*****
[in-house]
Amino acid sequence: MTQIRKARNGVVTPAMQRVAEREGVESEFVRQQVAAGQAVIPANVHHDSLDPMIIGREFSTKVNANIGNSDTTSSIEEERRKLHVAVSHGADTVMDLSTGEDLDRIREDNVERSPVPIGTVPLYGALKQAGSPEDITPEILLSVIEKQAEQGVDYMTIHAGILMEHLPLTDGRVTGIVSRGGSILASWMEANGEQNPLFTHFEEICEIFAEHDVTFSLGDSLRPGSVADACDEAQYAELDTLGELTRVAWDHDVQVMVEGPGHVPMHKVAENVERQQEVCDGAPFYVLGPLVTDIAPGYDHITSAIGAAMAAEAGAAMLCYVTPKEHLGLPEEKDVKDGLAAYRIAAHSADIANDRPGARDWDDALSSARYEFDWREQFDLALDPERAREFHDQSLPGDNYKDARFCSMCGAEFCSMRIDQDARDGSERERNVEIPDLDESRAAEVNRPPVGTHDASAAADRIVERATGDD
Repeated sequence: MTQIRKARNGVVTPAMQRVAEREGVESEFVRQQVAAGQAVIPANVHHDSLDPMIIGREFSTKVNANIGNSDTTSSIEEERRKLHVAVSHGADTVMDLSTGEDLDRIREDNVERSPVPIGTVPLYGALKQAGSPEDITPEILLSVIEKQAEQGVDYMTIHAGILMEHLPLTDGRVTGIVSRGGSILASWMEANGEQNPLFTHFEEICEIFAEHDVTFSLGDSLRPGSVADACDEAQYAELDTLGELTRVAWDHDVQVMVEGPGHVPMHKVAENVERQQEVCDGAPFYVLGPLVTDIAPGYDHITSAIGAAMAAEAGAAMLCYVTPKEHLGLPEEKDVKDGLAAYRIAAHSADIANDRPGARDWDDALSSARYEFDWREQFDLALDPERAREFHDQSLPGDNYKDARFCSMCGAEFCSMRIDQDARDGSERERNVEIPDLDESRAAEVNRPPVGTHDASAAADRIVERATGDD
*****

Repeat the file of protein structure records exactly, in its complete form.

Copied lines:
[in-house]
Amino acid sequence: MTQIRKARNGVVTPAMQRVAEREGVESEFVRQQVAAGQAVIPANVHHDSLDPMIIGREFSTKVNANIGNSDTTSSIEEERRKLHVAVSHGADTVMDLSTGEDLDRIREDNVERSPVPIGTVPLYGALKQAGSPEDITPEILLSVIEKQAEQGVDYMTIHAGILMEHLPLTDGRVTGIVSRGGSILASWMEANGEQNPLFTHFEEICEIFAEHDVTFSLGDSLRPGSVADACDEAQYAELDTLGELTRVAWDHDVQVMVEGPGHVPMHKVAENVERQQEVCDGAPFYVLGPLVTDIAPGYDHITSAIGAAMAAEAGAAMLCYVTPKEHLGLPEEKDVKDGLAAYRIAAHSADIANDRPGARDWDDALSSARYEFDWREQFDLALDPERAREFHDQSLPGDNYKDARFCSMCGAEFCSMRIDQDARDGSERERNVEIPDLDESRAAEVNRPPVGTHDASAAADRIVERATGDD
Repeated sequence: MTQIRKARNGVVTPAMQRVAEREGVESEFVRQQVAAGQAVIPANVHHDSLDPMIIGREFSTKVNANIGNSDTTSSIEEERRKLHVAVSHGADTVMDLSTGEDLDRIREDNVERSPVPIGTVPLYGALKQAGSPEDITPEILLSVIEKQAEQGVDYMTIHAGILMEHLPLTDGRVTGIVSRGGSILASWMEANGEQNPLFTHFEEICEIFAEHDVTFSLGDSLRPGSVADACDEAQYAELDTLGELTRVAWDHDVQVMVEGPGHVPMHKVAENVERQQEVCDGAPFYVLGPLVTDIAPGYDHITSAIGAAMAAEAGAAMLCYVTPKEHLGLPEEKDVKDGLAAYRIAAHSADIANDRPGARDWDDALSSARYEFDWREQFDLALDPERAREFHDQSLPGDNYKDARFCSMCGAEFCSMRIDQDARDGSERERNVEIPDLDESRAAEVNRPPVGTHDASAAADRIVERATGDD